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Prostate Cancer Screening Patient Version

On This Page

Screening is looking for cancer before a person has any symptoms. This can help findcancer at an early stage. When abnormaltissue or cancer is found early, it maybe easier to treat. By the time symptoms appear, cancer may have begunto spread.

Scientists are trying to better understand whichpeople are more likely to get certain types of cancer. They also study the thingswe do and the things around us to see if they cause cancer. Thisinformation helps doctors recommend who should be screened for cancer, whichscreening tests should be used, and how often the tests should be done.

It is important to remember that your doctor does not necessarilythink you have cancer if he or she suggests a screening test. Screeningtests are given when you have no cancer symptoms. Screening tests may be repeated on a regular basis.

If a screening test result is abnormal, you may need to have more tests done to find out if you have cancer. These are called diagnostic tests.

When To Startand Stopscreening

The doctors and researchers who recommend screening argue that cases of prostate cancer found very early can be cured more quickly, with less chance of relapse or spread. Those who recommend against routine screening point to the slow-moving nature of prostate cancer and the side effects of surgical and medical treatment, which can be considerable.

The introduction of PSA screening in the US led to an initial increase in the number of prostate cancer cases diagnosed each year, even though many of these new cases were non-aggressive or low-risk prostate cancer. The issue was not that screening was harmful, it was that many of these low-risk cancers did not necessarily need immediate treatment. It seems strange to say that a patient might be better off leaving cancer untreated, but in some cases, it can be true. For a few years, the United States Preventative Services Task Force recommended against PSA screening. We are now seeing more cases of advanced prostate cancer diagnosed in recent years. This may be a long-tail effect of that USPSTF recommendation. It has now been changed to note that for men aged 55 to 69 years, the decision to undergo PSA screening is an individual one and should be discussed with your doctor. USPSTF continues to recommend against screening for men aged 70 and over.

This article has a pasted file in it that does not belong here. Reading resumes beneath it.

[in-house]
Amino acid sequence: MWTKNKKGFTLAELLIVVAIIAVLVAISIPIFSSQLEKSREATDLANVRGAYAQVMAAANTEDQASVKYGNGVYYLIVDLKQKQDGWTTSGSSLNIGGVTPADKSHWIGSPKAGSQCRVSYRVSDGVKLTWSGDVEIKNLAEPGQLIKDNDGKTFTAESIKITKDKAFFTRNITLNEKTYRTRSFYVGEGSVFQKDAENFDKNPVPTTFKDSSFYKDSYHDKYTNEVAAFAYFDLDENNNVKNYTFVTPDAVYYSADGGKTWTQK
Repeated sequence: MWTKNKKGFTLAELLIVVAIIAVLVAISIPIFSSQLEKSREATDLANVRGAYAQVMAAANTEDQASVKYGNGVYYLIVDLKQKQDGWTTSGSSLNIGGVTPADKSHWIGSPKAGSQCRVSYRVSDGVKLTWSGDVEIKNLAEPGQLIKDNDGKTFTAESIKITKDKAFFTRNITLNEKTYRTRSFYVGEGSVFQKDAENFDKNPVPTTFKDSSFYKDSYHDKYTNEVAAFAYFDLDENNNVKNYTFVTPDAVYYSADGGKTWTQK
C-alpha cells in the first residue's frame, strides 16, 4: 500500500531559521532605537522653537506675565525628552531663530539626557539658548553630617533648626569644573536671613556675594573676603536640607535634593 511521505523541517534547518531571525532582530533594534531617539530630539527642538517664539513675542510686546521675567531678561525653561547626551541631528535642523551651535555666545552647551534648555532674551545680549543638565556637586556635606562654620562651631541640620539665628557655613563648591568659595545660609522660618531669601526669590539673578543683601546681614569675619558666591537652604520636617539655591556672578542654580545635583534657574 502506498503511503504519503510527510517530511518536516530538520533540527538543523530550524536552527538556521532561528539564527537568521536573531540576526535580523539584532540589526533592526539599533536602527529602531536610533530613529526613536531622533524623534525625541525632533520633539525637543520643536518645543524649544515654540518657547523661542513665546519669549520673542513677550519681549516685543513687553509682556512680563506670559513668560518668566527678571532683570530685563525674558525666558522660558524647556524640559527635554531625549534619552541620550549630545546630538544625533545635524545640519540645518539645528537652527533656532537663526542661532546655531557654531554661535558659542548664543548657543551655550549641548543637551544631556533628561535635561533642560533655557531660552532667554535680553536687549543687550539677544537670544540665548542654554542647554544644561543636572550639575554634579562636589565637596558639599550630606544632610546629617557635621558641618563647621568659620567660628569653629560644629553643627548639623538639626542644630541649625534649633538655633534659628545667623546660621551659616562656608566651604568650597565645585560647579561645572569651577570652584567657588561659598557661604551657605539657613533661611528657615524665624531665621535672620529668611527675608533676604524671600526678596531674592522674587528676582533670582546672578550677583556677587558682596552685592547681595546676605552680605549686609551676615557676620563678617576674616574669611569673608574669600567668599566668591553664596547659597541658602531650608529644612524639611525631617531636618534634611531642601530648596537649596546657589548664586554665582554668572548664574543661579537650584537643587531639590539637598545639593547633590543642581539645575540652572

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Lymph Node Biopsy As A Separate Procedure

A lymph node biopsy is rarely done as a separate procedure. Its sometimes used when a radical prostatectomy isnt planned , but when its still important to know if the lymph nodes contain cancer.

Most often, this is done as a needle biopsy. To do this, the doctor uses an image to guide a long, hollow needle through the skin in the lower abdomen and into an enlarged node. The skin is numbed with local anesthesia before the needle is inserted to take a small tissue sample. The sample is then sent to the lab and looked at for cancer cells.